Description and rationale
National teams often fill their ranks with nation-
alised foreign players. Player motivation varies:
inability to make own team; honour of playing in
international competitions; expatriate interest in
returning to birth country and elevating its level
of play, etc.
Controversy surrounds rich developing coun-
tries’ practice of “buying” athletes to nation-
alise and field.
• 2008:
World Cross Country Championships
Qatari team finished third in men’s event with no
previous history of competing. Team composed of
athletes born in Kenya and offered huge salaries to
change their names and nationalities. In previous
2003 case Qatari Saif Saaeed Shaheen, formerly of
Kenya, won the 3,000m steeplechase at the World
Academic and
North American Universities frequently allow a
college athlete to play despite his or her failure to
maintain academic standards.
Although North American Division I University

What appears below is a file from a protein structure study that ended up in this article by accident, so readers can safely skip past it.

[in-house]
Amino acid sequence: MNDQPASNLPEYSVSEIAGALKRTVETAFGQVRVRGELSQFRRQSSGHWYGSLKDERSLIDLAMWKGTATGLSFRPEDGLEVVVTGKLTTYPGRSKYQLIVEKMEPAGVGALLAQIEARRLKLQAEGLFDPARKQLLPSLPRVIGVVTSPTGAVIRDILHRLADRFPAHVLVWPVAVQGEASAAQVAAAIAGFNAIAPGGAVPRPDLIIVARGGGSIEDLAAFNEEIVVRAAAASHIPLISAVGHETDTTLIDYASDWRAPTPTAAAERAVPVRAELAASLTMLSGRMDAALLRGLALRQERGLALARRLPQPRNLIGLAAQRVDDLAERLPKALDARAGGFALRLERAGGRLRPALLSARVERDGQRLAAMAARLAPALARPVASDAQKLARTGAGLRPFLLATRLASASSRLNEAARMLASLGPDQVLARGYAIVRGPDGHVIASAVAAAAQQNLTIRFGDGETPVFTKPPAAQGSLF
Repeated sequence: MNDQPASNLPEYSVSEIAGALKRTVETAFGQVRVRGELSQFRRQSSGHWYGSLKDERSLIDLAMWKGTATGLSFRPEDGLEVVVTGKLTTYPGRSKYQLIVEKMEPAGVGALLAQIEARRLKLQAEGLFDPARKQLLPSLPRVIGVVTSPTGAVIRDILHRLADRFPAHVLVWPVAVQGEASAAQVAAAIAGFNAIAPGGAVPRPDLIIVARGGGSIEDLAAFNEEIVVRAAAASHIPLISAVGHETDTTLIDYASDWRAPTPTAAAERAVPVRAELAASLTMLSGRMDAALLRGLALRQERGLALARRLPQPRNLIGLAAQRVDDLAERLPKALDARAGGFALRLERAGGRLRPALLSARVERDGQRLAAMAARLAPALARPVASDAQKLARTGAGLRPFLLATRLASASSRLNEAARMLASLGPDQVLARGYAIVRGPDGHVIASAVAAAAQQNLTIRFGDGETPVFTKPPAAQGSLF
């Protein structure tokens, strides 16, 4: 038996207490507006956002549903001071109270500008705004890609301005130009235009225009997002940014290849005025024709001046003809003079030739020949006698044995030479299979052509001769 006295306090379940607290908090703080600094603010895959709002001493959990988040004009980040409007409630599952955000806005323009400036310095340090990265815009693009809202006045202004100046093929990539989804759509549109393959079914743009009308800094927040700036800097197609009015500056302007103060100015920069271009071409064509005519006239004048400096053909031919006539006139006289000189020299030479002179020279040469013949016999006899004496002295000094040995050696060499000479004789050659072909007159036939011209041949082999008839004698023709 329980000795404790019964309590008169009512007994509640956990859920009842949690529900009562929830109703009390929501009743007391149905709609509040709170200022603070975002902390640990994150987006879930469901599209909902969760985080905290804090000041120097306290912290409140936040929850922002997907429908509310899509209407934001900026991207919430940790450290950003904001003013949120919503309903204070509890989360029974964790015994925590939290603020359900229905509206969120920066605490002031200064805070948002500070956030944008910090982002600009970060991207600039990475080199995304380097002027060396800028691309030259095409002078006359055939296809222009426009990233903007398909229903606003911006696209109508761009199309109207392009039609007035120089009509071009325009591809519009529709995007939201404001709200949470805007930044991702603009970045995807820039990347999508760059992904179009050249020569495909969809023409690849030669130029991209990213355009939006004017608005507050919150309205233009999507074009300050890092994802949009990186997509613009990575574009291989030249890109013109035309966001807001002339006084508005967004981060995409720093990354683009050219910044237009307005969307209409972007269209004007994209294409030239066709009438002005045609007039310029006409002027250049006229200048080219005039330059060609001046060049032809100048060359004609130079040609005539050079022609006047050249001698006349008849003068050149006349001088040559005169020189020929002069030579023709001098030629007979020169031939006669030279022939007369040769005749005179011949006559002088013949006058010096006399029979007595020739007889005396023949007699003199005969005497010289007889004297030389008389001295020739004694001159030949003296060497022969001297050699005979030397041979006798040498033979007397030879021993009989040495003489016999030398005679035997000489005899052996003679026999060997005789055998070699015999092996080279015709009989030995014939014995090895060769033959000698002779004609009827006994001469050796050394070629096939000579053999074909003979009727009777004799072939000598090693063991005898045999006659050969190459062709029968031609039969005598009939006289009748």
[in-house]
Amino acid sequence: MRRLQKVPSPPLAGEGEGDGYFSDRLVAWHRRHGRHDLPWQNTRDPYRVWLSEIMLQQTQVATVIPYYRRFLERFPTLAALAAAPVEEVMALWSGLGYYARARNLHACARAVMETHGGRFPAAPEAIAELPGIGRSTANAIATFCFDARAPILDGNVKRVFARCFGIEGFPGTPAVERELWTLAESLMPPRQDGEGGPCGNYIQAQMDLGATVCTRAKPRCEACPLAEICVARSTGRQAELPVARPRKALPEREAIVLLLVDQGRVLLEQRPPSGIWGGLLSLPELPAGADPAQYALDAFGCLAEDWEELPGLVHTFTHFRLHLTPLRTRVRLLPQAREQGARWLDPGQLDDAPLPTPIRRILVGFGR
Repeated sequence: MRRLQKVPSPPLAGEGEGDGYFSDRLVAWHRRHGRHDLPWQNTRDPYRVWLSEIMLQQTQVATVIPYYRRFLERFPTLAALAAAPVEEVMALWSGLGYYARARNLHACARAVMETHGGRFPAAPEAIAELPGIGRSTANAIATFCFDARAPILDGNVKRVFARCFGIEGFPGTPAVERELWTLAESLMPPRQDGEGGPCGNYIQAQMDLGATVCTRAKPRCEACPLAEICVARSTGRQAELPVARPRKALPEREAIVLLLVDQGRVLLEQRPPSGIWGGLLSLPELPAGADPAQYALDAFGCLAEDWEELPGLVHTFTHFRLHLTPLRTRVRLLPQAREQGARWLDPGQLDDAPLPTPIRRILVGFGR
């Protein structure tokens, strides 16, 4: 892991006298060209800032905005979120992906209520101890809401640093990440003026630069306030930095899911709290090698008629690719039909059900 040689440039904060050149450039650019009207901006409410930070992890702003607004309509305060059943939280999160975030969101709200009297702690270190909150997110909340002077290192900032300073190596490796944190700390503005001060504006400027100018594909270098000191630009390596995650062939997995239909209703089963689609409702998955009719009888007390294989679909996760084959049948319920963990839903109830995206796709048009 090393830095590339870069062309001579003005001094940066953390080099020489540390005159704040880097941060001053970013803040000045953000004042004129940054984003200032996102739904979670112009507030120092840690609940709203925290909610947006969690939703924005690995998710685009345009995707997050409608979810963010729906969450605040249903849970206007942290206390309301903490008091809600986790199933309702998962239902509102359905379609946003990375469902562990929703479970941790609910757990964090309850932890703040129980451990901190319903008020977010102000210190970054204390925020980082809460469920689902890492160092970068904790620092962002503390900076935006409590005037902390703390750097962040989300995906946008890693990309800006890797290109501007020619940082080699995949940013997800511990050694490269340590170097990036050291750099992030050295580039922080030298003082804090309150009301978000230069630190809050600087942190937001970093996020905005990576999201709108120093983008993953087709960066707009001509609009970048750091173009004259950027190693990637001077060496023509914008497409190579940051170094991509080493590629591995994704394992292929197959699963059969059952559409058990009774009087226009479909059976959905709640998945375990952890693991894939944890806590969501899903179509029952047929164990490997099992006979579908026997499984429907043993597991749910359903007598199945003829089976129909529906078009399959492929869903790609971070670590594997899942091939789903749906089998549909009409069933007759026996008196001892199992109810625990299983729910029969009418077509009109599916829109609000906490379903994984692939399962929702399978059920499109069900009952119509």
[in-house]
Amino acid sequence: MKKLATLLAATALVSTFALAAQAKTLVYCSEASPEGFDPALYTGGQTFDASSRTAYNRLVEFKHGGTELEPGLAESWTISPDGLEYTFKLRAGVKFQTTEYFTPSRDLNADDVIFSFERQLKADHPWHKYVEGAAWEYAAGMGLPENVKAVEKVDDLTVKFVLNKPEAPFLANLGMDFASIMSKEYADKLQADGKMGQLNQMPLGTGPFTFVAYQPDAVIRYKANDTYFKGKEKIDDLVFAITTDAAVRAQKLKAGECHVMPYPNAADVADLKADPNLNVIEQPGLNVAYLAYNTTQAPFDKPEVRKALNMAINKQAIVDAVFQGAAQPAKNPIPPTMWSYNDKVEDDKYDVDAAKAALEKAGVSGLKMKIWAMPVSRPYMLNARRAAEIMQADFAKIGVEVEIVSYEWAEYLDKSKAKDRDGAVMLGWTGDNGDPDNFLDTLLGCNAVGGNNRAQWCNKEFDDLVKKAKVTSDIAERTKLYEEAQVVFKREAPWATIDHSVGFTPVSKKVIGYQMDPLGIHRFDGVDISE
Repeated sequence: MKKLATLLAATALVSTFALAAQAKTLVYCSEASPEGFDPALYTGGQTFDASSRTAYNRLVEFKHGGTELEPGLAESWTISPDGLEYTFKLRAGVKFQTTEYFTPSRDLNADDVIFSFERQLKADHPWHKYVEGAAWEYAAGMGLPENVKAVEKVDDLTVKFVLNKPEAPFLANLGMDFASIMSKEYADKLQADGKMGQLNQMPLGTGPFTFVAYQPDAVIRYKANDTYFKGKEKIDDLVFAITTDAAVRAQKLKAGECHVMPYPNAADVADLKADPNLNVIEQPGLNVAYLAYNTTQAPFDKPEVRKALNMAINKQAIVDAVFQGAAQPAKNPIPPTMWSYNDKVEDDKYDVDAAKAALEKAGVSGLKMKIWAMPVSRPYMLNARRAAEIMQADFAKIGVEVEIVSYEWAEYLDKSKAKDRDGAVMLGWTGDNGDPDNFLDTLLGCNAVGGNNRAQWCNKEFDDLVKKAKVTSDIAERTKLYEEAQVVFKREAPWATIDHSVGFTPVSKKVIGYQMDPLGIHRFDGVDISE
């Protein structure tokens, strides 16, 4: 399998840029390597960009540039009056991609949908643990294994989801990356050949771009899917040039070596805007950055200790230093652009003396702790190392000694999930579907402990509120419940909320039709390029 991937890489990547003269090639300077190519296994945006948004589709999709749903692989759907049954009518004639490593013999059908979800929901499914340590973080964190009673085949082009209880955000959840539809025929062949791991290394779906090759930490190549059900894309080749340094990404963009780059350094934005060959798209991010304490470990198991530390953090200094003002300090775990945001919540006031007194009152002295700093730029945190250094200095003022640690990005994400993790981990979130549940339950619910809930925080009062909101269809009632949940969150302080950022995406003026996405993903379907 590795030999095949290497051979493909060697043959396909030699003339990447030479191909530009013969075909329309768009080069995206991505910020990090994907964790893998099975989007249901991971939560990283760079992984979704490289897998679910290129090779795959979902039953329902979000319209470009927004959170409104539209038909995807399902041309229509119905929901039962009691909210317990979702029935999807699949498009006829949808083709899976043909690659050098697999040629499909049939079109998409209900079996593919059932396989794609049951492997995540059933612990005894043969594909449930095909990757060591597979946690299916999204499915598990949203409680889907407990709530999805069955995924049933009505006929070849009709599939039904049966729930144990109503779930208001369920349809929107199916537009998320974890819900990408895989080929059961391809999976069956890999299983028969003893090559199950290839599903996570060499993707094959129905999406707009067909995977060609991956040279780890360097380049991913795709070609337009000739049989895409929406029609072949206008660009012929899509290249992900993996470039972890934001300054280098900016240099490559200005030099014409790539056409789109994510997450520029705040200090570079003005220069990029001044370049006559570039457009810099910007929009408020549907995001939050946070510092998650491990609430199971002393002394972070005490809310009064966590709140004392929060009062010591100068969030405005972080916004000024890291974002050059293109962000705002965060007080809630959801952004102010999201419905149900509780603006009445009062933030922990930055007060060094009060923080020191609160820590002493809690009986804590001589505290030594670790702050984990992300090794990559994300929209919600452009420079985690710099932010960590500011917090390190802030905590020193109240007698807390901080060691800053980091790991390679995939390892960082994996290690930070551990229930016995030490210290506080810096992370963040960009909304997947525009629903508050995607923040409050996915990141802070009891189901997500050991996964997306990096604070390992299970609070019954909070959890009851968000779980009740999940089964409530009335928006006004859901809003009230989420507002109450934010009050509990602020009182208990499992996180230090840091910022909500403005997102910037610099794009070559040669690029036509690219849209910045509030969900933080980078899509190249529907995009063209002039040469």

programmes frequently relax admission require-
ments for athletic scholarship recipients, many
programmes are notorious for violating NCAA
recruitment and eligibility rules.
• 2009:
NCAA Basketball
: “Student-athletes” need not
be students. Hall of Fame coach Bobby Knight notes,
“a kid can play the first semester as a freshman, pass
six hours of anything and play in the NCAA tourna-
ment (in the spring) without ever attending a class in
the second semester.”
• 2010:
Reggie Bush
: NCAA hits University of South-
ern California with two-year bowl ban, four years’
probation, loss of scholarships, and forfeiture of all
2004 season victories, including national college foot-
ball championship, for improper benefits provided to
Heisman Trophy winner Reggie Bush. Bush returned
trophy to NCAA.
• 2010:
O.J. Mayo
: USC basketball programme admits
to recruiting violations related to Mayo, accepts one-
year ban on post-season competition, loss of some
scholarships, and forfeiture of all victories during
Mayo’s lone season.
GUARDING THE GAME Preserving the Integrity of Sport
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